With the myriad of positive reports recently, ranging from an eight-year low in jobless claims to a spike in mortgage activity, we are cautiously optimistic approaching the second half of 2014. Durable-goods orders and retail performance continue to outpace projections. However, many small-business operators are reluctant to take on new debt, citing concerns over creditworthiness and cost of credit.
As the retail market’s dynamics continue to improve, it stands to reason that we will be presented with opportunities to finance more robust and aggressive deals, without compromising credit-quality protocol. The economy still has a lot of room to grow, and we believe our industry will react in kind. We are closely watching the Fed, but we are not anticipating any rate hikes until more stable and sustainable improvement is shown.
The key to success lies in seeking out these qualified candidates and providing our best product in this highly competitive market.
Ken Wengrod, President, FTC Commercial Corp.
While the economy has slowly improved over the last two years, smart companies have maximized their revenue by shaving off unnecessary expenses and improving productivity and margins. These operators have made their companies financially stronger and less dependent on the whims of lenders.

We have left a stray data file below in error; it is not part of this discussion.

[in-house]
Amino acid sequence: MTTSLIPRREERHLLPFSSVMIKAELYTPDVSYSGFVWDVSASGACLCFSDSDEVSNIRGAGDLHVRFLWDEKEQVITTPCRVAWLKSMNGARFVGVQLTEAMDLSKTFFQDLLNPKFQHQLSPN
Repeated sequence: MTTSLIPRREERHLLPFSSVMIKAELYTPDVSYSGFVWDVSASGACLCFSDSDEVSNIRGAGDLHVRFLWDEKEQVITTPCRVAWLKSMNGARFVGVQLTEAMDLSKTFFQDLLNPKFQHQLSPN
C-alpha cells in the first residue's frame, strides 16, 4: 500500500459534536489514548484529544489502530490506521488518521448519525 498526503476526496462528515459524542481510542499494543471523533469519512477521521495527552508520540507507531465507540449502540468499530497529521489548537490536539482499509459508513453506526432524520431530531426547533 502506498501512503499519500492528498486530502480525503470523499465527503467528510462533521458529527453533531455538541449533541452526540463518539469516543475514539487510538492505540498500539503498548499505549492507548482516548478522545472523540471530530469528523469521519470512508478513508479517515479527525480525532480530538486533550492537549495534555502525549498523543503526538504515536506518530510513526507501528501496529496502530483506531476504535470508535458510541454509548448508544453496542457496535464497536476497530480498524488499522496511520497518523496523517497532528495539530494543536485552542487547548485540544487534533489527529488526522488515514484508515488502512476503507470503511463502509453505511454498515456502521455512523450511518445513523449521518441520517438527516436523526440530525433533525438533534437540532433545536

Factors charge interest rates according to risk and reward. Therefore, the more leveraged a company, the higher the borrowing costs. The same holds true for customers’ credit quality. By and large, default rates at retail have been steadily declining.
Factors’ risk appetite has improved due to the general credit stability of retail customers and because clients are running tighter operations. Factors are still focusing on the character of the owners, whether they have the right merchandise (orders on hand) along with proper margins.
They also like to see streamlined operations with the ability to execute. The companies that fall into these categories will have lenders supporting their growth and accelerating the companies’ working capital.